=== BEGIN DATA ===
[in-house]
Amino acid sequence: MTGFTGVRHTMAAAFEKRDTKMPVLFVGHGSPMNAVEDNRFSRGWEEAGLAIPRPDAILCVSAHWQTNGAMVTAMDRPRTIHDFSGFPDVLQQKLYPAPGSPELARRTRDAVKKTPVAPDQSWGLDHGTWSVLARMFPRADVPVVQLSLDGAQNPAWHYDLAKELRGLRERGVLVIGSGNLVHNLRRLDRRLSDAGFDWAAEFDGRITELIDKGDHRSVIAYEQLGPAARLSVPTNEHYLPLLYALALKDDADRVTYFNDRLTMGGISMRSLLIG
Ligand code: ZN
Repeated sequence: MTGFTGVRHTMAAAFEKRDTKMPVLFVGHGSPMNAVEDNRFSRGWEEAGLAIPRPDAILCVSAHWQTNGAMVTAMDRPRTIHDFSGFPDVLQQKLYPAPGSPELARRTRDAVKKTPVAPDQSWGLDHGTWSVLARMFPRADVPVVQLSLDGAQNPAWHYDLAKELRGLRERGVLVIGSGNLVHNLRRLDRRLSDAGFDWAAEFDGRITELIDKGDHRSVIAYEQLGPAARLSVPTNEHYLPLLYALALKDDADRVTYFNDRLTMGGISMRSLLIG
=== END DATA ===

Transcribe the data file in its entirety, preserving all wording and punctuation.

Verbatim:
[in-house]
Amino acid sequence: MTGFTGVRHTMAAAFEKRDTKMPVLFVGHGSPMNAVEDNRFSRGWEEAGLAIPRPDAILCVSAHWQTNGAMVTAMDRPRTIHDFSGFPDVLQQKLYPAPGSPELARRTRDAVKKTPVAPDQSWGLDHGTWSVLARMFPRADVPVVQLSLDGAQNPAWHYDLAKELRGLRERGVLVIGSGNLVHNLRRLDRRLSDAGFDWAAEFDGRITELIDKGDHRSVIAYEQLGPAARLSVPTNEHYLPLLYALALKDDADRVTYFNDRLTMGGISMRSLLIG
Ligand code: ZN
Repeated sequence: MTGFTGVRHTMAAAFEKRDTKMPVLFVGHGSPMNAVEDNRFSRGWEEAGLAIPRPDAILCVSAHWQTNGAMVTAMDRPRTIHDFSGFPDVLQQKLYPAPGSPELARRTRDAVKKTPVAPDQSWGLDHGTWSVLARMFPRADVPVVQLSLDGAQNPAWHYDLAKELRGLRERGVLVIGSGNLVHNLRRLDRRLSDAGFDWAAEFDGRITELIDKGDHRSVIAYEQLGPAARLSVPTNEHYLPLLYALALKDDADRVTYFNDRLTMGGISMRSLLIG